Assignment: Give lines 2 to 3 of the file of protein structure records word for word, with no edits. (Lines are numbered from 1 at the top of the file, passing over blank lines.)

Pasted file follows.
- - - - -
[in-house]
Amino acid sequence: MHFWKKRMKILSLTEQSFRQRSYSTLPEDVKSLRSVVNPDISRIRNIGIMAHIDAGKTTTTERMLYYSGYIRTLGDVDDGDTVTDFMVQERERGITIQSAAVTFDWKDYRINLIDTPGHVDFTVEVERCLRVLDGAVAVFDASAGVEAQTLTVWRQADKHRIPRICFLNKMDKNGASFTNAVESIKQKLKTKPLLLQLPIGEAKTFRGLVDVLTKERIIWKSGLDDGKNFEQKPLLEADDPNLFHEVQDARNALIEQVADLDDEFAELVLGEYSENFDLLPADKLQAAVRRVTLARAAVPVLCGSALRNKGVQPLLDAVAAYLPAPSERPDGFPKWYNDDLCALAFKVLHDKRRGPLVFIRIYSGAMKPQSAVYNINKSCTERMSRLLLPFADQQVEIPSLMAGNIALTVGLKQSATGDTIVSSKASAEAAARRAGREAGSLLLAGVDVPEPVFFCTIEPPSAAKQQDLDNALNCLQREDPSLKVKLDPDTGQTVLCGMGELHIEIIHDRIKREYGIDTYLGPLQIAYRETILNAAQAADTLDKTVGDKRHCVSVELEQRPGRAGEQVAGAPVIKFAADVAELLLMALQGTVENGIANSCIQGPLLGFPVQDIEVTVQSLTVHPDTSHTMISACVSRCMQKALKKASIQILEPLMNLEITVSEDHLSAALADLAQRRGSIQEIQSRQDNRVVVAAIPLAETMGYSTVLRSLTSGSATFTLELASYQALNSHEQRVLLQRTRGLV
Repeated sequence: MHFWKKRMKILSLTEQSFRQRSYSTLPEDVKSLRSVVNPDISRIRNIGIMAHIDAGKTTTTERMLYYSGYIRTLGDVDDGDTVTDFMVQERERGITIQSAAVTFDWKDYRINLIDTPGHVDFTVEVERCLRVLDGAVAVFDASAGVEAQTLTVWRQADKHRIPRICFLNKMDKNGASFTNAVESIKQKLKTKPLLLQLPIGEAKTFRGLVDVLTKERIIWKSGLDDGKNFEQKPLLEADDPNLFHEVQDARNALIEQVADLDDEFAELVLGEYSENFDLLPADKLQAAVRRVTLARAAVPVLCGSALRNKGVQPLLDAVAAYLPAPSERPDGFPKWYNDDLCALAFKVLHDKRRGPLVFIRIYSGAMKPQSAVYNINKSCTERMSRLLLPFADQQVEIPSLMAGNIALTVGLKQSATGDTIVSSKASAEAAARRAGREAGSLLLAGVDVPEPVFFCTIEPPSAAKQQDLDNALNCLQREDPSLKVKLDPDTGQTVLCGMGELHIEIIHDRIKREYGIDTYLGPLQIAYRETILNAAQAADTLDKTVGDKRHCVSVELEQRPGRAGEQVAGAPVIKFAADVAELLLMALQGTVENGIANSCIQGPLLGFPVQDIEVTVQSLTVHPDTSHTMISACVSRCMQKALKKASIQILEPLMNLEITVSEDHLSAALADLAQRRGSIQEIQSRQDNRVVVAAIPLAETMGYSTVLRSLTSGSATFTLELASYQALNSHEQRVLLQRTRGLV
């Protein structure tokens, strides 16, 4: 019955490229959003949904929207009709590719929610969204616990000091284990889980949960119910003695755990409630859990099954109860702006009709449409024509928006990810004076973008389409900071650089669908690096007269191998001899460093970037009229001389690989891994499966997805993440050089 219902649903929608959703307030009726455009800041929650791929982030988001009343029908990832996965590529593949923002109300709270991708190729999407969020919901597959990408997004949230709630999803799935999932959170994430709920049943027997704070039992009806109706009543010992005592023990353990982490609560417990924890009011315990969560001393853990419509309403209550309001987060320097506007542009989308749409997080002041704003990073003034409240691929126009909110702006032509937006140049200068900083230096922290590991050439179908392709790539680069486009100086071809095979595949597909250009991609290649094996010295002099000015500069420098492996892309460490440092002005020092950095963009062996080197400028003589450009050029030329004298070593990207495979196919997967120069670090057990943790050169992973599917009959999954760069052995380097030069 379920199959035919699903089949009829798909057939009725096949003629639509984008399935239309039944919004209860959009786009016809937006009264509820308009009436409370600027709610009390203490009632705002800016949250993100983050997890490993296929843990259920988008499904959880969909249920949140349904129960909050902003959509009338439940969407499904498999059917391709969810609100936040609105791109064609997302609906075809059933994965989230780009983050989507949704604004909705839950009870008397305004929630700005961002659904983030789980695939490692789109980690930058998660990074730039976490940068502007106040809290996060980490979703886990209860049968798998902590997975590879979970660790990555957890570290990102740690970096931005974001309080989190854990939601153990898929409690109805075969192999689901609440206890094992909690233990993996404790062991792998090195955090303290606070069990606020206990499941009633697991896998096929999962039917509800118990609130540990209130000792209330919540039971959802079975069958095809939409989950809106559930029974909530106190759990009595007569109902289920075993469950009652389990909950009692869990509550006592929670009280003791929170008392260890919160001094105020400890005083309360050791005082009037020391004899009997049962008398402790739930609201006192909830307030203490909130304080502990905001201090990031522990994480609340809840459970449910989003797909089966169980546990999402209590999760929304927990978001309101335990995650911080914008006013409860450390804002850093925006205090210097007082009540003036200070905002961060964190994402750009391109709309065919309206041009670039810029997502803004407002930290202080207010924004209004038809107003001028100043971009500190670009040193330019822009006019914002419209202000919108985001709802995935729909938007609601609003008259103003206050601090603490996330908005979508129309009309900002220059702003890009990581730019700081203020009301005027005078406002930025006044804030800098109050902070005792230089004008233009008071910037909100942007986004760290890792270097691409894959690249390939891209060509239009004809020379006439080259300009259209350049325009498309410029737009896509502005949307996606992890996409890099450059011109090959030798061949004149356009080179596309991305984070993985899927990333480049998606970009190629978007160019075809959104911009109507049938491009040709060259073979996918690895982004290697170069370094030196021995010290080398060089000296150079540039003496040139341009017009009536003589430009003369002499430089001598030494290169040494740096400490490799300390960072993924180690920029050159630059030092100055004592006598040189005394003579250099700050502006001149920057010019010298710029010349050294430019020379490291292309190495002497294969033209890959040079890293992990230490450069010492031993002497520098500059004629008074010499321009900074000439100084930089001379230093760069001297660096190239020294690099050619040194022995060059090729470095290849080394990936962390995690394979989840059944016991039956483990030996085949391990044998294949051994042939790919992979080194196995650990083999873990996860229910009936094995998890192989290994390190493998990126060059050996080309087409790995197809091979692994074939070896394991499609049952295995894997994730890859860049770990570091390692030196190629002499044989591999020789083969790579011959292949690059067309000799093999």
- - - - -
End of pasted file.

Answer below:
Amino acid sequence: MHFWKKRMKILSLTEQSFRQRSYSTLPEDVKSLRSVVNPDISRIRNIGIMAHIDAGKTTTTERMLYYSGYIRTLGDVDDGDTVTDFMVQERERGITIQSAAVTFDWKDYRINLIDTPGHVDFTVEVERCLRVLDGAVAVFDASAGVEAQTLTVWRQADKHRIPRICFLNKMDKNGASFTNAVESIKQKLKTKPLLLQLPIGEAKTFRGLVDVLTKERIIWKSGLDDGKNFEQKPLLEADDPNLFHEVQDARNALIEQVADLDDEFAELVLGEYSENFDLLPADKLQAAVRRVTLARAAVPVLCGSALRNKGVQPLLDAVAAYLPAPSERPDGFPKWYNDDLCALAFKVLHDKRRGPLVFIRIYSGAMKPQSAVYNINKSCTERMSRLLLPFADQQVEIPSLMAGNIALTVGLKQSATGDTIVSSKASAEAAARRAGREAGSLLLAGVDVPEPVFFCTIEPPSAAKQQDLDNALNCLQREDPSLKVKLDPDTGQTVLCGMGELHIEIIHDRIKREYGIDTYLGPLQIAYRETILNAAQAADTLDKTVGDKRHCVSVELEQRPGRAGEQVAGAPVIKFAADVAELLLMALQGTVENGIANSCIQGPLLGFPVQDIEVTVQSLTVHPDTSHTMISACVSRCMQKALKKASIQILEPLMNLEITVSEDHLSAALADLAQRRGSIQEIQSRQDNRVVVAAIPLAETMGYSTVLRSLTSGSATFTLELASYQALNSHEQRVLLQRTRGLV
Repeated sequence: MHFWKKRMKILSLTEQSFRQRSYSTLPEDVKSLRSVVNPDISRIRNIGIMAHIDAGKTTTTERMLYYSGYIRTLGDVDDGDTVTDFMVQERERGITIQSAAVTFDWKDYRINLIDTPGHVDFTVEVERCLRVLDGAVAVFDASAGVEAQTLTVWRQADKHRIPRICFLNKMDKNGASFTNAVESIKQKLKTKPLLLQLPIGEAKTFRGLVDVLTKERIIWKSGLDDGKNFEQKPLLEADDPNLFHEVQDARNALIEQVADLDDEFAELVLGEYSENFDLLPADKLQAAVRRVTLARAAVPVLCGSALRNKGVQPLLDAVAAYLPAPSERPDGFPKWYNDDLCALAFKVLHDKRRGPLVFIRIYSGAMKPQSAVYNINKSCTERMSRLLLPFADQQVEIPSLMAGNIALTVGLKQSATGDTIVSSKASAEAAARRAGREAGSLLLAGVDVPEPVFFCTIEPPSAAKQQDLDNALNCLQREDPSLKVKLDPDTGQTVLCGMGELHIEIIHDRIKREYGIDTYLGPLQIAYRETILNAAQAADTLDKTVGDKRHCVSVELEQRPGRAGEQVAGAPVIKFAADVAELLLMALQGTVENGIANSCIQGPLLGFPVQDIEVTVQSLTVHPDTSHTMISACVSRCMQKALKKASIQILEPLMNLEITVSEDHLSAALADLAQRRGSIQEIQSRQDNRVVVAAIPLAETMGYSTVLRSLTSGSATFTLELASYQALNSHEQRVLLQRTRGLV